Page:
Python performance optimization techniques

If you want to optimize the performance of your Python script you need to be able to analyze it. The best source of information I found on the web is the PerformanceTips page on the Python wiki. We are going to describe two types of performance analysis in Python. The first type uses a stopwatch to time the repeated execution of a specific piece of code. This allows you to change or replace the code and see whether or not this improved the performance. The other is by enabling a profiler that will track every function call the code makes. These calls can then be related, aggregated and visually represented. This type of profiling allows you to identify what part of your code is taking most time. We will show how to do both, starting with the stopwatch type.

Simple stopwatch profiling

You can apply basic stopwatch style profiling using the “timeit” module. It outputs the time that snippet of code takes to execute the specified number of times (in milliseconds), default number of times is one million. You can specify a startup statement that will be executed once and not counted in the execution time. And you can specify the actual statement and the number of times it needs to be executed. You can also specify the timer object if you do not want wall clock time but for example want to measure CPU time.


def lazyMethod(stringParts):
  fullString = ''
  for part in stringParts:
    fullString += part
  return fullString

def formatMethod(stringParts):
  fullString = "%s%s%s%s%s%s%s%s%s%s%s" % (stringParts[0], stringParts[1],
  stringParts[2], stringParts[3],
  stringParts[4], stringParts[5],
  stringParts[6], stringParts[7],
  stringParts[8], stringParts[9],
  stringParts[10])
  return fullString

def joinMethod(stringParts):
  return ''.join(stringParts)

print 'Join Time: ' + str(timeit.timeit('joinMethod()', 'from __main__ import joinMethod'))
print 'Format Time: '+ str(timeit.timeit('formatMethod()', 'from __main__ import formatMethod'))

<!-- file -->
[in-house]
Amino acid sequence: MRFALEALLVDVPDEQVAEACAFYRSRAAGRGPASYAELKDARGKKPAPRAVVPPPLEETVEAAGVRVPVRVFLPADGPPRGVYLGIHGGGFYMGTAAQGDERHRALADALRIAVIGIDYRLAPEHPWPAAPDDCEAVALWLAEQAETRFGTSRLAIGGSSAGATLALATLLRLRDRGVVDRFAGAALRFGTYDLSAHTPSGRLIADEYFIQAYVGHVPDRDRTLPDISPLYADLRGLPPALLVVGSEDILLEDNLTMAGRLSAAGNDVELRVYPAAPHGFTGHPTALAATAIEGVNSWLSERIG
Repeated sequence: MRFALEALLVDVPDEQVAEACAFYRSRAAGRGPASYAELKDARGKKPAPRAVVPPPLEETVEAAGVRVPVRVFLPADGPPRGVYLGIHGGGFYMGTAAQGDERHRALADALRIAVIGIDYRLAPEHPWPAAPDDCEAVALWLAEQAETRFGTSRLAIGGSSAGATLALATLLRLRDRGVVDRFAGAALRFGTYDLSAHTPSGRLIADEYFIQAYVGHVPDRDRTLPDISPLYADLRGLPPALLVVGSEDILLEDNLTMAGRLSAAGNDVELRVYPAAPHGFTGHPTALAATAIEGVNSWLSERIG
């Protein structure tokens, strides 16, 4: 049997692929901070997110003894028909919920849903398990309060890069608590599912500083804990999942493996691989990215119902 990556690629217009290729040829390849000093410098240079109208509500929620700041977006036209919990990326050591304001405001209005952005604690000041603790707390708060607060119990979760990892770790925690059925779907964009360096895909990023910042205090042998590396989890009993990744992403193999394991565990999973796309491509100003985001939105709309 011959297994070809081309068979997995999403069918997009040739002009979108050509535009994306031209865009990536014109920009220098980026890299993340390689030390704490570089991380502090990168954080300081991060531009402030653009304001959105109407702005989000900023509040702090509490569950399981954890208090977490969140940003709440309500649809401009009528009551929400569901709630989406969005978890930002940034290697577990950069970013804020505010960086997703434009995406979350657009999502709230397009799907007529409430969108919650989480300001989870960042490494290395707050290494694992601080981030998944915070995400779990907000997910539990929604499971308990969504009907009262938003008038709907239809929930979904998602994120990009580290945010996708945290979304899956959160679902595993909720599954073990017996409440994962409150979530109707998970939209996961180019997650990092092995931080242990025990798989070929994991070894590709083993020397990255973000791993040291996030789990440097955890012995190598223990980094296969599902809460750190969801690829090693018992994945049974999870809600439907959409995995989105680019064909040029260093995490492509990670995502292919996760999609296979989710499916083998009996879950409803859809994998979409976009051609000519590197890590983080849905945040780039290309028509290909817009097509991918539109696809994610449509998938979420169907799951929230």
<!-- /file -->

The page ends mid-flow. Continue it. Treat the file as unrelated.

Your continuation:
print 'Lazy Time: ' + str(timeit.timeit('lazyMethod()', 'from __main__ import lazyMethod'))

The output should be something like this:

Join Time: 0.358200073242
Format Time: 0.646985054016
Lazy Time: 0.792141914368

This shows us that the join method is more efficient in this specific case.

Advanced profiling using cProfile

To identify what takes how much time within an application we first need an application. Let us profile a very simple Flask web application. Below is the code of a very simple “Hello World” application in Flask. We replaced “app.run()” with “app.test_client().get(‘/’);” to make the application run only the one request.

from flask import Flask

app = Flask(__name__)

@app.route("/")
def hello():
  return "Hello World!"

if __name__ == "__main__":
  #app.run()
  app.test_client().get('/');

Running the application with the profiler enabled can be done from the command line, so there is no need to change the code. The command is:

python -m cProfile -o flask.profile flaskapp.py

Visualizing cProfile results

RunSnakeRun is a GUI tool by Mike Fletcher which visualizes profile dumps from cProfile using square maps. Function/method calls may be sorted according to various criteria, and source code may be displayed alongside the visualization and call statistics.” – source: Python PerformanceTips

We are now analyzing the generated “flask.profile” file by running the “runsnake” tool using with following command:

runsnake flask.profile

It gave us some real nice insights:

profile_results_miliseconds_small

Picture 1: The visual output of RunSnakeRun

profile_results_miliseconds_expensive_calls

Picture 2: The list of function calls shows 77 calls to the regex library (re.py) acounting for only 0.5 of the 79 ms.

profile_results_miliseconds_call_map

Picture 3: A map showing all calls, the rectangle in the upper right (testing.py) is the test client running.

We showed you how to profile your Python application, now go practice and optimize your code. One advice though: go for low hanging fruit only, because over-optimized code is not Pythonic.

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Leaseweb BigData and MapReduce (Part 2)


This is the second part of a series of posts about the current Leaseweb BigData and MapReduce. The first post can be found here.

In this one we will focus on understanding MapReduce and building a job that will run on the Cluster. Let’s start to look for a diagram of what a MapReduce job looks like (Source: http://discoproject.org/media/images/diagram.png):

MapReduce Example

When I first saw this image I started thinking “That’s quite simple! I just need to provide 2 functions and things will fly!” After a while it become clear that is not the case…

So, what is the problem? First let me update the image above what I think is a more realistic view of what are the steps you need to effectively get something out of a MapReduce cluster:

My version